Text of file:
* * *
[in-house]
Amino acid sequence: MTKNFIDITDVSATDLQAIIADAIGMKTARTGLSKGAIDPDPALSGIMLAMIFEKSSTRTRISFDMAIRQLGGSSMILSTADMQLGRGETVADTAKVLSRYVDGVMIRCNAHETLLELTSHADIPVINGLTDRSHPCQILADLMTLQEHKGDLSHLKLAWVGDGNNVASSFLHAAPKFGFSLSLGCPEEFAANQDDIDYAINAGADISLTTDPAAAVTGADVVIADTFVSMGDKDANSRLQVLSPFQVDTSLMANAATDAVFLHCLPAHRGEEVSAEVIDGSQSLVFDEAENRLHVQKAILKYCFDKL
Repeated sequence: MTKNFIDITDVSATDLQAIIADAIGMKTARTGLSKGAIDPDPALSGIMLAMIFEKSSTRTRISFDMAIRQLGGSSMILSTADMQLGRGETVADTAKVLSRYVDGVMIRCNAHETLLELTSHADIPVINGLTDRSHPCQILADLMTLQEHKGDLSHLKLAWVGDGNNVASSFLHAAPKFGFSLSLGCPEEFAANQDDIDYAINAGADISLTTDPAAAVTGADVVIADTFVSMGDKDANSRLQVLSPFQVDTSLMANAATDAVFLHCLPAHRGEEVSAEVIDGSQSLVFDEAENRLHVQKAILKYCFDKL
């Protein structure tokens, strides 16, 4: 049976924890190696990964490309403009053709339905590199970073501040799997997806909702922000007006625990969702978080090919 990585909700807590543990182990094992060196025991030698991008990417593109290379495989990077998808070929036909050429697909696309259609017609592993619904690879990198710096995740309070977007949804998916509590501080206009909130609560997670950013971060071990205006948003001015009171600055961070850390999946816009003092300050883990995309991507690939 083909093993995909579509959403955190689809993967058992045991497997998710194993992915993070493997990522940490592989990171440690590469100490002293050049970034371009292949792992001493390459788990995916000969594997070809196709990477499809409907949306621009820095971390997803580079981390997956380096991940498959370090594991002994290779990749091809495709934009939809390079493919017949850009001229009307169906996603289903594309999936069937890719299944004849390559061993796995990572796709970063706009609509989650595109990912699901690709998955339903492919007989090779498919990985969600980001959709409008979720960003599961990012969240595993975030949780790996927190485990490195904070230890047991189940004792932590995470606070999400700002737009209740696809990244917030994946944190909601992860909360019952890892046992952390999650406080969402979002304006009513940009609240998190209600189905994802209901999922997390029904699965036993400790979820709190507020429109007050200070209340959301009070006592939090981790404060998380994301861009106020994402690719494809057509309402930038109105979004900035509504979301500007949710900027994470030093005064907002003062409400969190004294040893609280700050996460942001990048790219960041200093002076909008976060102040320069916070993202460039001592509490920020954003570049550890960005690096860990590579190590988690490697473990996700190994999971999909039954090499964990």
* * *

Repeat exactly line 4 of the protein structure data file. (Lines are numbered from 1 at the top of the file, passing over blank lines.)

């Protein structure tokens, strides 16, 4: 049976924890190696990964490309403009053709339905590199970073501040799997997806909702922000007006625990969702978080090919 990585909700807590543990182990094992060196025991030698991008990417593109290379495989990077998808070929036909050429697909696309259609017609592993619904690879990198710096995740309070977007949804998916509590501080206009909130609560997670950013971060071990205006948003001015009171600055961070850390999946816009003092300050883990995309991507690939 083909093993995909579509959403955190689809993967058992045991497997998710194993992915993070493997990522940490592989990171440690590469100490002293050049970034371009292949792992001493390459788990995916000969594997070809196709990477499809409907949306621009820095971390997803580079981390997956380096991940498959370090594991002994290779990749091809495709934009939809390079493919017949850009001229009307169906996603289903594309999936069937890719299944004849390559061993796995990572796709970063706009609509989650595109990912699901690709998955339903492919007989090779498919990985969600980001959709409008979720960003599961990012969240595993975030949780790996927190485990490195904070230890047991189940004792932590995470606070999400700002737009209740696809990244917030994946944190909601992860909360019952890892046992952390999650406080969402979002304006009513940009609240998190209600189905994802209901999922997390029904699965036993400790979820709190507020429109007050200070209340959301009070006592939090981790404060998380994301861009106020994402690719494809057509309402930038109105979004900035509504979301500007949710900027994470030093005064907002003062409400969190004294040893609280700050996460942001990048790219960041200093002076909008976060102040320069916070993202460039001592509490920020954003570049550890960005690096860990590579190590988690490697473990996700190994999971999909039954090499964990």